How to Turn Shiny Brass to Antique Brass

Shiny brass looks good to some, but others like their brass to have an antique appearance. Fortunately, brass does not have to be old to look antique. You can turn a brand new shiny brass object into an antique treasure in a few simple steps. However, lacquered and unlacquered brass require different steps for ageing them, so this is something to consider before you move forward. Once you know whether you are working with lacquered or unlacquered brass, you can get started.

Clean your brass objects to make sure they are free of dirt, dust, grease and debris. To do this, wash them in warm, soapy water and dry them with a clean soft cloth.

Remove lacquer finish or varnish from brass objects by soaking them in lacquer thinner overnight, or paint on a coat of acetone nail polish remover and soak the piece in boiling water. Dry the brass objects with a clean, soft cloth.

Make a solution of 2 tablespoons of salt and 1 cup of vinegar. Use a clean paint brush to cover the brass object in this solution. This mixture will cause the brass to oxidise, which is the process that occurs over time that makes brass tarnish.

Leave the mixture of salt and vinegar on your brass object overnight. Rinse it clean and dry it with a soft cloth. If it looks as you want it to look, your work is finished. You can also repeat the process if the item still doesn't look antique.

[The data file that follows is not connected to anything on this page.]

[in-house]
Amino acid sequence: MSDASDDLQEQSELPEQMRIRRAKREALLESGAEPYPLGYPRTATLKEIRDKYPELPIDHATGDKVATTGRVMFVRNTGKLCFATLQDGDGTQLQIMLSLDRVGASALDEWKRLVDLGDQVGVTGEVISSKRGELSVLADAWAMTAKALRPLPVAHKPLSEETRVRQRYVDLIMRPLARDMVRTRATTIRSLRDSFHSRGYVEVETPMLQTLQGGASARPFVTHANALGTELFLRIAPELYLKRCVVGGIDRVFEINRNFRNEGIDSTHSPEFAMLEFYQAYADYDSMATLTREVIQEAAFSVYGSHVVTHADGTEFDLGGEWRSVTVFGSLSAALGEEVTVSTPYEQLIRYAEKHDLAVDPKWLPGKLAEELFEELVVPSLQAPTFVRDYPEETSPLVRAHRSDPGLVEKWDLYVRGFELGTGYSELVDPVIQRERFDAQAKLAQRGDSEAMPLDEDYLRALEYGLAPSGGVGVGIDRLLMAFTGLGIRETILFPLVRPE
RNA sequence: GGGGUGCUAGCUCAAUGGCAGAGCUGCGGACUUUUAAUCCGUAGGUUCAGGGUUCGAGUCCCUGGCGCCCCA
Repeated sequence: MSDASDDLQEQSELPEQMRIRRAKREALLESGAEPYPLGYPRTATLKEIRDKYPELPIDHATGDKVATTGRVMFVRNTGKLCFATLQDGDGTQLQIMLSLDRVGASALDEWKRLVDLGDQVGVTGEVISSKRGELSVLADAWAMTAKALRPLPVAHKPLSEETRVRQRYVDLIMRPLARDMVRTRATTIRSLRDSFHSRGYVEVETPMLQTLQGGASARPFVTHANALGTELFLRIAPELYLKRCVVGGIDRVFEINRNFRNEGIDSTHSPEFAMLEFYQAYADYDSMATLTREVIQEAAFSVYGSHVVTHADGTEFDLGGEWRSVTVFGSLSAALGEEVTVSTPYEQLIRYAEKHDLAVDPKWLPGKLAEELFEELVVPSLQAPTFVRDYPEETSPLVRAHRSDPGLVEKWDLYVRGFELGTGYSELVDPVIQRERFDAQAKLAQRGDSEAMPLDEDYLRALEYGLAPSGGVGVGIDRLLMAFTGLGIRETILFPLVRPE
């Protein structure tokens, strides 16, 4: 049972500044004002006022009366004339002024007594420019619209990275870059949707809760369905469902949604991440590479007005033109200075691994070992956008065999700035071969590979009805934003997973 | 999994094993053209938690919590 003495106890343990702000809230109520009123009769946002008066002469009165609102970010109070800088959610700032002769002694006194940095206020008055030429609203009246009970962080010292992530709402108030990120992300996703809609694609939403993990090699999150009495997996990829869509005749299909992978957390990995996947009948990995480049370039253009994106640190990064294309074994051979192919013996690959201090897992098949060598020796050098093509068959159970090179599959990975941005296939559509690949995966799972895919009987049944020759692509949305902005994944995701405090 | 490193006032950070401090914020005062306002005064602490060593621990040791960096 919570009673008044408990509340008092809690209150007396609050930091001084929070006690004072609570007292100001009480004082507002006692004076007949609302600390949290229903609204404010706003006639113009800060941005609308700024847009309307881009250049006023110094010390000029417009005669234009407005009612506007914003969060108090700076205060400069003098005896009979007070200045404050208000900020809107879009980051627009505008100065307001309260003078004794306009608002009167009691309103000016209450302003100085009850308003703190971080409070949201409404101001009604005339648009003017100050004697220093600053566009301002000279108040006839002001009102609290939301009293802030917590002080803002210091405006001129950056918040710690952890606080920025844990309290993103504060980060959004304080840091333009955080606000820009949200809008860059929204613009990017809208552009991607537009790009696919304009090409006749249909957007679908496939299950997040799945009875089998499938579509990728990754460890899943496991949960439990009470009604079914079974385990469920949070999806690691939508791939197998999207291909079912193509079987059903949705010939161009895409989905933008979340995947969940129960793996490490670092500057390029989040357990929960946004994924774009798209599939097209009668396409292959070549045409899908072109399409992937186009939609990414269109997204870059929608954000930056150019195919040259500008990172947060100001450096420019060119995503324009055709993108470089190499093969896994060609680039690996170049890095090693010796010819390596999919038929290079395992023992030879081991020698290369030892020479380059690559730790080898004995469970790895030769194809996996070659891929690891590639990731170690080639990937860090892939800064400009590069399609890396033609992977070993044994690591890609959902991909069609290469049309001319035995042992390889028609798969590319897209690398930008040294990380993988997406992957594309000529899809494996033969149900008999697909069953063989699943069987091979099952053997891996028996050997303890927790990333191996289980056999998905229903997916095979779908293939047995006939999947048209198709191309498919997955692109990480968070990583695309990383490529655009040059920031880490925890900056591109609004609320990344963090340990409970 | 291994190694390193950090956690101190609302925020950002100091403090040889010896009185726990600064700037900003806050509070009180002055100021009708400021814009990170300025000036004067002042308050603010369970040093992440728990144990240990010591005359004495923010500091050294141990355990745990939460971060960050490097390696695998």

Soak a rag in clear ammonia. Put the rag on one end of a plastic container. Put your brass item on the other. The two items should not be touching. Close the lid tightly so the vapours do not escape the container. Leave the item in the container outside or in a well-ventilated area and wear rubber gloves during this process to protect your skin. The vapour from the ammonia will cause the brass to take on an aged appearance. Check the brass item frequently and take it out for good when it reaches the desired look. You can use the ammonia method in addition to or in place of the salt and vinegar method.

Things You'll Need

  • Lacquer thinner or acetone nail polish remover
  • Paint brush
  • Salt
  • Vinegar
  • Plastic container
  • Rag
  • Ammonia
  • Soft cloth
  • Dish soap
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About the Author

Hillary Marshall has been writing professionally since 2006. Before writing instructional articles online, she worked as a copywriter and has been published in "Ideal Living" "Sass" "Science Edge" and "Shopping Cents" magazines along with countless websites including Gadling a blog by the Huffington post. Marshall studied early childhood education at the Stratford Career Institute.